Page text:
Developing Georgia's Migration Policy: Lessons from Poland03.08.2012

Date: 2012   
Title: Report: Developing Georgia's Migration Policy: Lessons from Poland
Donor: co-financed by the PolishAid
Partner: IPA (Poland)





Piotr Kaźmierkiewicz, Institute of Public Affairs

This publication is a collection of findings and recommendations, drawn up under the “Improving mechanisms of migration control and coordination of migration policy in Georgia by reference to the Polish experience” project, financed by the Polish Ministry of Foreign Affairs, as part of the 2011 PolishAid program. The project targeted officials of key Georgian institutions working to implement the country’s international commitments (in particular, the readmission and visa facilitation agreement) and to develop national policy in the field of migration. Between March and December 2011, the project helped identify areas where legal and institutional reforms are needed as well as those aspects of migration control that could benefit from Polish experience.

The assessment of the Georgian institutions’ needs was carried out through a combination of an analysis done by a team comprising a Georgian and Polish expert and a series of consultations with officials and representatives of non-governmental and international organizations. Attention was paid at all stages of the project to ensuring that the Georgian officials had an opportunity to raise questions of key relevance to the execution of national reforms. Preliminary answers were provided through presentations made by institutions at project seminars, comments to expert assessments and also active participation in a study visit to Poland in September 2011. The study visit helped provide the officials with relevant experience of Polish institutions in developing capacity for effective migration control and playing an active role in elaborating directions of national migration policy.

All these activities appear to be particularly timely, addressing Georgia’s current needs to raise its ability to meet current challenges in migration management. Georgia is implementing readmission and visa facilitation agreements with the EU and is engaged in a dialogue aimed at launching a process ultimately leading to visa liberalization. Since December 2009, Georgian institutions have been implementing the Action Plan on Integrated Border Management, which helps coordinate the activities of various institutions in the field of legal reforms, facilitate inter-agency cooperation and provide conditions for cross-border cooperation. Finally, questions of managing Georgian migration into the EU are being accorded an ever higher priority in national policy as demonstrated by the fact that Georgia has been pursuing cooperation with the EU within the framework of the Mobility Partnership.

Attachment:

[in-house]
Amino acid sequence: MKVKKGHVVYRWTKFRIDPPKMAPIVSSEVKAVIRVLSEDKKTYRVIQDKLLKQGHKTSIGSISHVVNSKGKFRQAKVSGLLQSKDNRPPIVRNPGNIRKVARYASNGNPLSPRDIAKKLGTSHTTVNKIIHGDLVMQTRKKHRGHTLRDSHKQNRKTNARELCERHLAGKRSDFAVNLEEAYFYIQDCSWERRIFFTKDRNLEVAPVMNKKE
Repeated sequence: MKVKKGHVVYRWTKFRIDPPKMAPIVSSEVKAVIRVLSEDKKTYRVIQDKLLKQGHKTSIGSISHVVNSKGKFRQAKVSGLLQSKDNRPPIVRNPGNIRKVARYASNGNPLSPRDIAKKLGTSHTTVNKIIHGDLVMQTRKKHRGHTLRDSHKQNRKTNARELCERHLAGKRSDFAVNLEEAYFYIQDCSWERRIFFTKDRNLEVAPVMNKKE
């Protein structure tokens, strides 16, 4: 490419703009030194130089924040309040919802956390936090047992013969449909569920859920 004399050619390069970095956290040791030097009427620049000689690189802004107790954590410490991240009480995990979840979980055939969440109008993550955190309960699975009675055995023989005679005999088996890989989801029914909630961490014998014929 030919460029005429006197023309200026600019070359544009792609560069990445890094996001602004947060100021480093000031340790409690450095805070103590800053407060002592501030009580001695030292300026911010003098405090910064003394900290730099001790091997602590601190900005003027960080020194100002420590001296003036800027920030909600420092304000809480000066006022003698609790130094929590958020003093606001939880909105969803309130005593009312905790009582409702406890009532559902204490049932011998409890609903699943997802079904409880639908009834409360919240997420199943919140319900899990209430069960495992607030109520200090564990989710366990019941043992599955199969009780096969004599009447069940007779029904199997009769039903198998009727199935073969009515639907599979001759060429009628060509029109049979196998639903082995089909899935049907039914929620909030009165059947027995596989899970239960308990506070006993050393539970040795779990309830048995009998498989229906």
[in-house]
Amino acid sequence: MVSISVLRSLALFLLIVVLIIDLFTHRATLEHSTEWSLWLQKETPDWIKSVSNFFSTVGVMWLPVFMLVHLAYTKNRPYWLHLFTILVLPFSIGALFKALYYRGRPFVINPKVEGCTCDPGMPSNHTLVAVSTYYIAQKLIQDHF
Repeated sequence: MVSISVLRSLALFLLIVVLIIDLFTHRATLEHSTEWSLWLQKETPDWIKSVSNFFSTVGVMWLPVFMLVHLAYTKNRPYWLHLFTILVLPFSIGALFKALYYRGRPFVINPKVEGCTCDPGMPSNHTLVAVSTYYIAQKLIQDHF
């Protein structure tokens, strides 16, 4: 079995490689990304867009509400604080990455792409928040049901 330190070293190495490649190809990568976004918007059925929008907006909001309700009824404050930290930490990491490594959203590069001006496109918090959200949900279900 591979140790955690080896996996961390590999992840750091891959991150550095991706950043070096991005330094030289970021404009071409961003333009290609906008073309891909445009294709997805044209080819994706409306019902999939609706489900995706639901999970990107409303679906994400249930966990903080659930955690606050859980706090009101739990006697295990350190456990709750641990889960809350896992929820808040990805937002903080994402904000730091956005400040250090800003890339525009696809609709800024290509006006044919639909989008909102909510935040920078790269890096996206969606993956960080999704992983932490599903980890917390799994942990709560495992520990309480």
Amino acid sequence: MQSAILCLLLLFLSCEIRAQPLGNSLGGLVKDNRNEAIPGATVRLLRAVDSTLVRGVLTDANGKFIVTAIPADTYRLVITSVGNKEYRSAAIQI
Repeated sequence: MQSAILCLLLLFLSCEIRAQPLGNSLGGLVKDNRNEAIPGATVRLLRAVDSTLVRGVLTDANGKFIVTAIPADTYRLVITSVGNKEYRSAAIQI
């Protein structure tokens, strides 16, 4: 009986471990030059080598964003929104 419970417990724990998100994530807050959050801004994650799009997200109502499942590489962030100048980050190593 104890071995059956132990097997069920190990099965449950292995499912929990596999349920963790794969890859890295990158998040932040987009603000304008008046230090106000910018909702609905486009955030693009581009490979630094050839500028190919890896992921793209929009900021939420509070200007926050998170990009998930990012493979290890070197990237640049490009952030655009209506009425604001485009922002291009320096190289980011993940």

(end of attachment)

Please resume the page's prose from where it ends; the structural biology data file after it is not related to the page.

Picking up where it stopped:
This report is made up of three parts: presentation of relevant experience from Poland, a country that has trodden a path since 1989 that Georgia is currently following; an overview of the progress made by Georgian institutions so far and of outstanding needs in terms of legal and organizational reforms; and lastly a set of recommendations for the Georgian Parliament, government and the EU. Although the national chapters were developed independently, they serve a single purpose: identify key success factors as well as some of the difficulties involved in the reform process, and present the building blocks of a comprehensive national migration management system, covering such aspects as visa policy, border and residence control, access to the labor market and sanctions for violation of residence and employment regimes.

The publication is a testimony to the commitment of Poland to share its experience of moving from a country that was once perceived as a source of migratory risk to a vital link in the pan-European system of migration control. It also demonstrates the value of participation of non-governmental organizations, in particular of think tanks, in the analysis and evaluation of state activities in the field of migration policy. The report has been developed through interaction with state officials, taking into account their interests, concerns and plans, while also offering a overview of individual institutions’ efforts. It is hoped that this brief, synthetic publication will usher in a broader and deeper discussion on the achievements and shortcomings of Georgian migration policy, taking into account the value of transferring international experience to help advance the reform process.

Publications ...
Georgian CSOs
Links ...


Address: 72, Tsereteli Ave, Tbilisi
Tel: +995 32 235 51 54/235 77 37

CDS © 2012

All rights reserved